$$\begin{array}{ll}S\left( {x,y,\omega } \right) =\!\!\!\!& \left| {E\left( {x,y,\omega } \right)} \right|^2 \, + \, \left| {E_1\left( {x,y,\omega } \right)} \right|^2\\ &+ \,2\left| {E\left( {x,y,\omega } \right)E_1\left( {x,y,\omega } \right)} \right|\cos \left[ {\theta \left( {x,y,\omega } \right) + \omega \tau } \right]\end{array}$$
(2)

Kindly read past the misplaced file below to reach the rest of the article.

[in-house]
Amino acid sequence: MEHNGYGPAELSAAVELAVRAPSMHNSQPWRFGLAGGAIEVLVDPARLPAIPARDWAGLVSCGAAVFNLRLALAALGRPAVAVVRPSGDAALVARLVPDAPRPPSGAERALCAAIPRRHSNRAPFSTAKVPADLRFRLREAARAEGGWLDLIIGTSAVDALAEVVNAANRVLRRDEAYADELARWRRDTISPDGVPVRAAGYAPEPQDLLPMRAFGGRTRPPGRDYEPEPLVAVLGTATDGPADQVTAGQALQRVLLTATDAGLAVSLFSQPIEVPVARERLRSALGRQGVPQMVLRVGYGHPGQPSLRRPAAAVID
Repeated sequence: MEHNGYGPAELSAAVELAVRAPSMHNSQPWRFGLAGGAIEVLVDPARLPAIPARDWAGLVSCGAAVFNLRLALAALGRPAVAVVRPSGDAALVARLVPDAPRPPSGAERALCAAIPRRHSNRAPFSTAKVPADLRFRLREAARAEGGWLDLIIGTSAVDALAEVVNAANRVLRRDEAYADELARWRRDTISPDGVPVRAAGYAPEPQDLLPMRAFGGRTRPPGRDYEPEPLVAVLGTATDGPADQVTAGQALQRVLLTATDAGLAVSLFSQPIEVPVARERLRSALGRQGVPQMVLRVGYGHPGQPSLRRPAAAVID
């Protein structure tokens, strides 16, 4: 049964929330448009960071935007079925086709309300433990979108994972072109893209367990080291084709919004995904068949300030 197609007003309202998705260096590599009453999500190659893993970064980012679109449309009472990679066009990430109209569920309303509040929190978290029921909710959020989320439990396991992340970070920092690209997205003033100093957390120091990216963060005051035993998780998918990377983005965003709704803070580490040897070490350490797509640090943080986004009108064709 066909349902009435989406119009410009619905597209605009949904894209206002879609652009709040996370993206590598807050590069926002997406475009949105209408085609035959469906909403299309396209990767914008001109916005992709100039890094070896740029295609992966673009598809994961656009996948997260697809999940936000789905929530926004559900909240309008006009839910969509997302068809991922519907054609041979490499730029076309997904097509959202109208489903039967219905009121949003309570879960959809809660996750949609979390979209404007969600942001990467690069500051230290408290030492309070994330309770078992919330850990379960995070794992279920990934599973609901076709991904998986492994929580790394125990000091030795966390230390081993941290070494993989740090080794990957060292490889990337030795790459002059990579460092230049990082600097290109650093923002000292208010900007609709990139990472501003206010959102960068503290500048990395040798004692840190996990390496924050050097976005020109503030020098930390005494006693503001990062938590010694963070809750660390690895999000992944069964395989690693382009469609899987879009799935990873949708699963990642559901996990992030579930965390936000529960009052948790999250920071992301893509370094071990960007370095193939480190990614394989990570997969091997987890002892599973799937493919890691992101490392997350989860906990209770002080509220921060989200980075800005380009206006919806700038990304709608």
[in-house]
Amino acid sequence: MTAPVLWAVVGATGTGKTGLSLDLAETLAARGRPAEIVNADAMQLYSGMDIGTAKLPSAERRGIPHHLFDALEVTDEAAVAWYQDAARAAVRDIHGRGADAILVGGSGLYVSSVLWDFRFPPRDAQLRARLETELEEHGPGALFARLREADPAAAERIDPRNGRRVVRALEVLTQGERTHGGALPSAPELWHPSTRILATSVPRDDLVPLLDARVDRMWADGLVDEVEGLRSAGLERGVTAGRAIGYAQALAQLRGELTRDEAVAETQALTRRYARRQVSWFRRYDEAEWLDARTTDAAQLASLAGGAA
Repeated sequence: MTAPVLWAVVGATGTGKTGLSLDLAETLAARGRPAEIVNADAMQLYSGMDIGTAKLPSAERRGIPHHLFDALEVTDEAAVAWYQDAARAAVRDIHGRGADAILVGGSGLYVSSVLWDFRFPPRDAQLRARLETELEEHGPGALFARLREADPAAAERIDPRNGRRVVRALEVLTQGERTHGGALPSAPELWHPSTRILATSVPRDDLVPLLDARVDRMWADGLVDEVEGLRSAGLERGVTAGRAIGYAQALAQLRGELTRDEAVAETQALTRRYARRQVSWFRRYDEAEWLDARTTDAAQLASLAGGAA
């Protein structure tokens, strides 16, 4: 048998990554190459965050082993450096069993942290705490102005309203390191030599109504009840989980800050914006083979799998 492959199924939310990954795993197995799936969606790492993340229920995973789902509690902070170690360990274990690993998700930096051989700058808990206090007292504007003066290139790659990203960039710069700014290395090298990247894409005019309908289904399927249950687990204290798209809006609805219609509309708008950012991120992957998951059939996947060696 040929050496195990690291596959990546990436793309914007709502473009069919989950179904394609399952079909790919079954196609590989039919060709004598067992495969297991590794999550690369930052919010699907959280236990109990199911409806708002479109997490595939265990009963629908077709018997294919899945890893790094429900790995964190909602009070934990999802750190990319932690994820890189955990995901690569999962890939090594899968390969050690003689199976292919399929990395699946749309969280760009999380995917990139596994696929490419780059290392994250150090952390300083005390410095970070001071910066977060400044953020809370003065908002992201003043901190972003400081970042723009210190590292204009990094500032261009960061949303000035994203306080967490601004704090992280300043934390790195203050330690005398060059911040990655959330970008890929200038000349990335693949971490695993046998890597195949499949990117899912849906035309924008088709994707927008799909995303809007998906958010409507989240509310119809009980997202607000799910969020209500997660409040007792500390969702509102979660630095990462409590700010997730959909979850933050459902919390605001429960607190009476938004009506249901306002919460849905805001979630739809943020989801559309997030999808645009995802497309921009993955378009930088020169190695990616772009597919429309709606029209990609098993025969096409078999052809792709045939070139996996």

where $$E_1\left( {x,y,\omega } \right)$$ and $$\theta \left( {x,y,\omega } \right)$$ are amplitude and phase modulation of the signal pulse due to the intense gating pulse at the Kerr medium, respectively. The 3D hologram is spatially coded, sheared by the prism, captured in single-shot by the camera, and finally reconstructed using the PnP-ADMM algorithm for CASSI reconstruction [Fig. 4b]. An interference fringes analysis scheme can resolve the reference hyperspectral intensity profile $$\left| {E\left( {x,y,\omega } \right)} \right|^2$$ [Fig. 4c, right panel] and the 3D phase shift profile $$\theta \left( {x,y,\omega } \right)$$ of the signal pulse49.